Denver bishop urges hope at vigil for shooting victims

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Bishop James D. Conley of Denver delivered the invocation at a non-denominational Sunday evening vigil for the victims of the Aurora theater shooting, telling attendees to ask God for hope amid the “darkness” of the crime.

“All of us in this local community were affected by what happened here on Friday – and we will never be the same,” he said July 22.

Bishop Conley, the auxiliary bishop of the Denver archdiocese, encouraged the crowd to remember that human lives are “precious in God’s sight.”

“Let us glorify God in our love for one another. Let us glorify God by responding to all violence with peace and to all evil with love,” he said in his introductory remarks.

The vigil drew thousands of people to the Aurora Municipal Center who mourned the 12 killed in the shooting early July 20. Another 58 people were wounded in the attack and the resulting chaos.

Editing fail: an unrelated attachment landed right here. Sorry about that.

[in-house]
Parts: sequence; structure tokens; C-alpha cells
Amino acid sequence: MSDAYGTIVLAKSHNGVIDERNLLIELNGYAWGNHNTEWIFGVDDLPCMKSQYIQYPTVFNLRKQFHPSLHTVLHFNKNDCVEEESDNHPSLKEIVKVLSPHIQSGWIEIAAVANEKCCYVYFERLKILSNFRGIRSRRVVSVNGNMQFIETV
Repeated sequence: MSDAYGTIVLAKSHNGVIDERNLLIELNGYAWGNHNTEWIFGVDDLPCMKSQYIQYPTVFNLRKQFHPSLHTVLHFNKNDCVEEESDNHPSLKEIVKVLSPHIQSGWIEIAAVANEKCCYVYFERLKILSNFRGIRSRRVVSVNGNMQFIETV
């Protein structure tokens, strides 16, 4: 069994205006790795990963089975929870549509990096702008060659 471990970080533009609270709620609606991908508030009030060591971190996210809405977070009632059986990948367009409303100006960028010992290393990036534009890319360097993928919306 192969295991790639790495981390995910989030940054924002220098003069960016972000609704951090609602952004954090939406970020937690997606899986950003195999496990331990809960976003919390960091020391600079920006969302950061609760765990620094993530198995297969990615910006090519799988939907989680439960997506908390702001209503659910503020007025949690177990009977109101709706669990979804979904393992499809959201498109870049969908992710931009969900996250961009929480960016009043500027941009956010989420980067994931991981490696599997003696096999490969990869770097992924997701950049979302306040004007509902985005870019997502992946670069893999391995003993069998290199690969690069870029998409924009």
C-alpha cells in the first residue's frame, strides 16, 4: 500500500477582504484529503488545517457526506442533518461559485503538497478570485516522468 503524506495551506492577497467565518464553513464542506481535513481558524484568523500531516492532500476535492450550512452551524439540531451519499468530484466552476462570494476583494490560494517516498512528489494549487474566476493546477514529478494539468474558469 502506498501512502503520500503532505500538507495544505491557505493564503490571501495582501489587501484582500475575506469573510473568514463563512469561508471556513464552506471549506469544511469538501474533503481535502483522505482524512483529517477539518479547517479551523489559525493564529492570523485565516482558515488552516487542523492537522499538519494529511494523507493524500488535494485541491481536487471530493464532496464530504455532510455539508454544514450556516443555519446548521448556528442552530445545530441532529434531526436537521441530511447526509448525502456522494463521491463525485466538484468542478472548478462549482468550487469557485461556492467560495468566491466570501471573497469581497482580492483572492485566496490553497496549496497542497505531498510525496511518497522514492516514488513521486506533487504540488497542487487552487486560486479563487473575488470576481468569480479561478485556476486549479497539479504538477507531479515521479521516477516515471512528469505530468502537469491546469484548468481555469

Aurora Mayor Steve Hogan spoke at the event, as did several religious leaders, the Denver Post reports.

Colorado Gov. John Hickenlooper read each of the names of those who died.

The crowd responded to each name by shouting “We will remember.”

Bishop Conley prayed:

“You respond to evil, O Lord, with love. In your boundless love, you have conquered sin and death. Your victory over death is our hope – for we know that we do not live in a lasting city.”

He asked God to “help us to build a community of peace” and prayed for the conversion of the perpetrator of the shootings.

“You are our hope Lord,” he continued. “We look to your Resurrection as a sure sign that death does not defeat us – that death is not the end. Instead, we pray that each of us may join in the victory of your Resurrection.”

Bishop Conley encouraged vigil attendees to “trust God without doubt” and turn to him with their fears.

“Let us ask him for the hope we need to see in the midst of this darkness – and a new day dawning here in our community,” he said.

He invoked Jesus’ words in the Beatitudes: “Blessed are those who mourn, for they shall be comforted.”

He encouraged the crowd to mourn the dead and grieve with their loved ones, asking them to find consolation in God’s “abundant love.”

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